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What is it really like to work as a Medical Secretary

What is  it really like to work as a Medical Secretary


The role of a medical secretary is an interesting and challenging one, as one of our recent Diploma graduates Audrey has found.

Audrey’s background is in catering management and she previously worked in a large financial institution, but wanted a change and the medical secretary role appealed. After taking the Pitman Medical Secretarial Diploma with us, Audrey now works as a Medical Secretary in a busy North Dublin practice.

The medical practice

The team at the medical practice is made up of two doctors, an occupational health doctor and a nurse. Audrey is the only medical secretary in the practice and is supported by a part-time receptionist. With such a small team, there is a large amount of responsibility on Audrey’s head, which she sometimes finds challenging but admits she enjoys as it brings variety to her work.

The day-to-day life of a Medical Secretary

Audrey works from 8.30am to 5.30pm with an hour for lunch, which is typical of the industry. Her day begins with opening the post and checking voicemail messages, and attending to any urgent matters. She then scans in notes to be added to patients’ digital files.

Patients have appointments from 9am and it is her responsibility, along with the receptionist when she is working, to meet and greet them. The morning surgery for patients runs until 12:20pm, during which time Audrey also takes patients’ and Pharmacist’ calls, calls the hospital to chase results, deals with deliveries and collections of lab samples and test results, and billing patients.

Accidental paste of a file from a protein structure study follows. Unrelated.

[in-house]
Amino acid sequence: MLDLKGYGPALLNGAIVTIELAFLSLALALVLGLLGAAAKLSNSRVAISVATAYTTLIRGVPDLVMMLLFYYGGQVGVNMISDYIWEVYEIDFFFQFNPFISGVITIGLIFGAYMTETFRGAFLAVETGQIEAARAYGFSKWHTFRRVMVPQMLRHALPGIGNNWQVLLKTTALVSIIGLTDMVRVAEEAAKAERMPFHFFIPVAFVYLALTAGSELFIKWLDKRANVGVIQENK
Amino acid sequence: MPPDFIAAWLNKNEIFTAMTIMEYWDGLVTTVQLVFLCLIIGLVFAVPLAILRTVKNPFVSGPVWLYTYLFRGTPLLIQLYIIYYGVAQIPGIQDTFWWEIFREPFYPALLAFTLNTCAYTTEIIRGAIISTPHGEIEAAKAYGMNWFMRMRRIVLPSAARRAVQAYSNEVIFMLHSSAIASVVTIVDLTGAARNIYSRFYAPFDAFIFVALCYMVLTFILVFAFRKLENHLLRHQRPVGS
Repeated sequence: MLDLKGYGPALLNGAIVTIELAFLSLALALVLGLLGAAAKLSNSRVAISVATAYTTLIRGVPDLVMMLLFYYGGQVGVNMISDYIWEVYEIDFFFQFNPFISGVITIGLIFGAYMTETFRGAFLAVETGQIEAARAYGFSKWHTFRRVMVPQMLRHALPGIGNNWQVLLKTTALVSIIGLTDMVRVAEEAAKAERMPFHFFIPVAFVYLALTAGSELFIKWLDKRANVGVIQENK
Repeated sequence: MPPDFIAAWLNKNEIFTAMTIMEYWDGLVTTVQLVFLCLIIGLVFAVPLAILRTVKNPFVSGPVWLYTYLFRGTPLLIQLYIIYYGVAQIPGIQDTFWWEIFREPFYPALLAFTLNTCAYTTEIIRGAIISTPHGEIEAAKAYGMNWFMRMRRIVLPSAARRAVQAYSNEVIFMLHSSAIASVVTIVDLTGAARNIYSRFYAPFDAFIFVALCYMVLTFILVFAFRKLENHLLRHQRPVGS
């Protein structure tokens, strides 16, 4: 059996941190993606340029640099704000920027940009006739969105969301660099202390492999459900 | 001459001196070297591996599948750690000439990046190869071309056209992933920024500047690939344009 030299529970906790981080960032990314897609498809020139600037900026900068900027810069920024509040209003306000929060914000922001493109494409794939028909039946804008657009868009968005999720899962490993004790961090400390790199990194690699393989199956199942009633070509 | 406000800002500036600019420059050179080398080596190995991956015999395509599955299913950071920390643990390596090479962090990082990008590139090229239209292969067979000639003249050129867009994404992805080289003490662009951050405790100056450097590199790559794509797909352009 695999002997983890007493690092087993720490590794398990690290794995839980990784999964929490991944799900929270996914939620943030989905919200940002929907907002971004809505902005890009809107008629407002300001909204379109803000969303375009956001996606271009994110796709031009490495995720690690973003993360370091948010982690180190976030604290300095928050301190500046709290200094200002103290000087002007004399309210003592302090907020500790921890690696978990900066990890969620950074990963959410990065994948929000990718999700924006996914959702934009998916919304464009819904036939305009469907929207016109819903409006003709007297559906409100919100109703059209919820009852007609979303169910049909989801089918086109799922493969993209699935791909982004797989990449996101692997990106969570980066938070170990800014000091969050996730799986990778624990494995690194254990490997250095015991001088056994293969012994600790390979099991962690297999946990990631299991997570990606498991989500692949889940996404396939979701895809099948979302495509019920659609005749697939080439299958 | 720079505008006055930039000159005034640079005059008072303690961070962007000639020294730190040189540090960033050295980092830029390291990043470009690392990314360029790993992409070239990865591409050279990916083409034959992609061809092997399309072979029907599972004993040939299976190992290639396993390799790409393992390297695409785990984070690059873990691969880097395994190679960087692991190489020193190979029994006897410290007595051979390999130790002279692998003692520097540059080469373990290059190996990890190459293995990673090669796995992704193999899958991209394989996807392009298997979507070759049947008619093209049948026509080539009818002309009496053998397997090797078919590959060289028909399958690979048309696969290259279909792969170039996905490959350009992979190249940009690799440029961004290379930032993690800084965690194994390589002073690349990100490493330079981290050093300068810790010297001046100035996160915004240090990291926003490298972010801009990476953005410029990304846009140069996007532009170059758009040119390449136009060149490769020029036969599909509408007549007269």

Lunch will then begin around 12:30pm and the afternoon surgery begins at 1:30pm, which sees another flood of patients attending afternoon appointments. The afternoon also brings more admin based tasks, including dealing with payment claims from the HSE, updating various databases from immunisation to cervical checks, and reconciling bank statements.

Another important aspect of Audrey’s work is dealing with abnormal test results. It is important that the patients are contacted and brought back in to see their GP as soon as possible when these occur, and that follow up tests and check-ups are arranged.

When the GPs are on holiday, Audrey is responsible for opening up and locking the practice and looking supporting the Locum and Registrar doctors who are covering for the GPs.  

Audrey’s favourite part of her job

Audrey admits that she does still look forward to the weekend, like any Monday to Friday worker! But unlike before, she now ends the week with a huge sense of achievement and actually looks forward to starting another week in a job she enjoys.

She particularly enjoys getting to know the patients and being able to help them. She admits there are sometimes “difficult” patients to deal with; people who lose their temper or aren’t polite or co-operative with herself or the receptionist. However, she here past experience working with people in the corporate world have helped her to deal with these patients, and she says it’s something you learn to deal with better as you adjust to the role and the practice. 

How Audrey’s Medical Secretarial Diploma has helped her

Without the Medical Secretarial Diploma, Audrey feels she would not be equipped to deal with the technical tasks involved with being a specialised medical secretary, such as compiling confidential letters, typing reports for patient records and assisting with medical journals. 

Audrey is extremely happy in her role and is glad she made the career change, despite being slightly nervous to start. She intends to continue working as a medical secretary, preferably in a small practice as she prefers the closeness of the team and the challenge of the varied role and responsibilities. 

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